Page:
# Prove $\sum_{n=1}^{\infty} x/(1+x)^n$ is uniformly convergent for $x \in [1,2]$

I was wondering if this proof and my later assertions were correct.

$$f_n(x) = x/(1+x)^n$$

Let $$M_n = x/n(1+x)$$. Here, $$|f_n(x)| \le M_n$$ since $$n(1+x) \le (1+x)^n$$ for $$x \in [1, 2]$$ and for $$n>0$$.

$$\sum_{n=1}^{\infty} M_n$$ converges by the ratio test.

Thus, $$\sum_{n=1}^{\infty} x/(1+x)^n$$ is uniformly convergent for $$x \in [1,2]$$ by the Weierstrass $$M$$ test.

Also, since it is uniformly convergent, it is convergent.

Furthermore, $$\int_1^2 (\sum_{1}^{\infty} f_n(x)) dx = \sum_{1}^{\infty} \int_1^2 f_n(x)dx$$ since the series converges uniformly.

Your application of $$M_n$$ test is wrong

Insted show $$f_n(x)=x/(1+x)^n$$ is decreasing function by derivative test

$$f_n'(x)=\frac{1+(1-n)x}{(1+x)^{n+1}}$$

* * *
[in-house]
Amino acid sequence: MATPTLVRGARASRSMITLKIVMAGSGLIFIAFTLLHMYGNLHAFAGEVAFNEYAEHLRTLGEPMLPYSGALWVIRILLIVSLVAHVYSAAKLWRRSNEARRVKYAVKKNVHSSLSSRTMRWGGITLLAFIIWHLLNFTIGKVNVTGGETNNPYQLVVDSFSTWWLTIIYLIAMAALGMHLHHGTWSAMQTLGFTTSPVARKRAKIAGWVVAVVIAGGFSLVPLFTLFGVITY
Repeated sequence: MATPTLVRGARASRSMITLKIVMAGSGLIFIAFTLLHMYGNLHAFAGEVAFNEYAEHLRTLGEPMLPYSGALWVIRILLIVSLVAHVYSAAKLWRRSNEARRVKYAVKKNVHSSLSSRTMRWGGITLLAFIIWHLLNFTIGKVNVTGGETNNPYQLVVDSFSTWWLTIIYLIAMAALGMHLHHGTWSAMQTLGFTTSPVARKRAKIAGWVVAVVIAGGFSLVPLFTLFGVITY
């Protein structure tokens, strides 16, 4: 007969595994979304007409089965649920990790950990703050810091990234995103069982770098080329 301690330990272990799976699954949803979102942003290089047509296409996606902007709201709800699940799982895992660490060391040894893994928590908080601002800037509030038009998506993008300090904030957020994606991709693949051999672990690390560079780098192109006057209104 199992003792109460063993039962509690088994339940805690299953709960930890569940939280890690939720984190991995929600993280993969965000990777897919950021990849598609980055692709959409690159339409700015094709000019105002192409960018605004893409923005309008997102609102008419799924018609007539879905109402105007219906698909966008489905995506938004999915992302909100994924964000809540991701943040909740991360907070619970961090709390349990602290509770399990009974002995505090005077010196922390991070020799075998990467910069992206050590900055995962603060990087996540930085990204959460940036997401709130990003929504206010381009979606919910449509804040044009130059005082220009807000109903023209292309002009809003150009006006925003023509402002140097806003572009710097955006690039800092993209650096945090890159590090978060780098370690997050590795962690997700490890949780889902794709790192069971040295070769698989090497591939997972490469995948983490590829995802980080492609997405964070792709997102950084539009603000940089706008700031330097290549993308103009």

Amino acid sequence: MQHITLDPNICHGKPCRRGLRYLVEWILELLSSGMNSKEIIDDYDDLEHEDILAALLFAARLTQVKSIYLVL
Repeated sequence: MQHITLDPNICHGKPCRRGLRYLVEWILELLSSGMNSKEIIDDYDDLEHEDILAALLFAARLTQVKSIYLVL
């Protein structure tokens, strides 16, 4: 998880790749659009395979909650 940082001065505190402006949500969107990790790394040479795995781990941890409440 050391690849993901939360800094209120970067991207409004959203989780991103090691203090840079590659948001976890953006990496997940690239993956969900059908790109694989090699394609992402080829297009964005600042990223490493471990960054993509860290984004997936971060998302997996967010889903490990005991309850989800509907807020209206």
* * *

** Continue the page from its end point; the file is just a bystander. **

$$f_n'(x)<0$$ for $$n>1$$ as $$x\in [1,2]$$

SO $$f_n(x)=x/(1+x)^n\leq f_n(1)$$

i.e $$M_n =1/2^n$$

$$\sum_1^{\infty}1/2^n =1$$

SO given series is uniformly convergent by Weierstrass $$M_n$$ Test

• Ahh ok, I understand now, thank you. So then if I prove uniform convergence like this, are the other two assertions I made valid? – user591271 Dec 1 '18 at 17:28
• Yes . If you have uniformly convergent series then you can interchange summation and integration over compact set – MathLover Dec 1 '18 at 17:57

No, that is not a correct application of the M-test. First, and most importantly, $$M_n$$ must be a constant for the whole interval, not dependent on $$x$$. Without that, we wouldn't be talking about uniform convergence. Claiming "$$M_n=\frac{x}{n(1+x)}$$" can't possibly work.
Second, that choice doesn't work because the sum doesn't converge; $$\sum_{n=1}^{\infty} \frac{x}{n(1+x)}=\frac{x}{1+x}\sum_{n=1}^{\infty}\frac1n$$ is a multiple of the harmonic series, which diverges.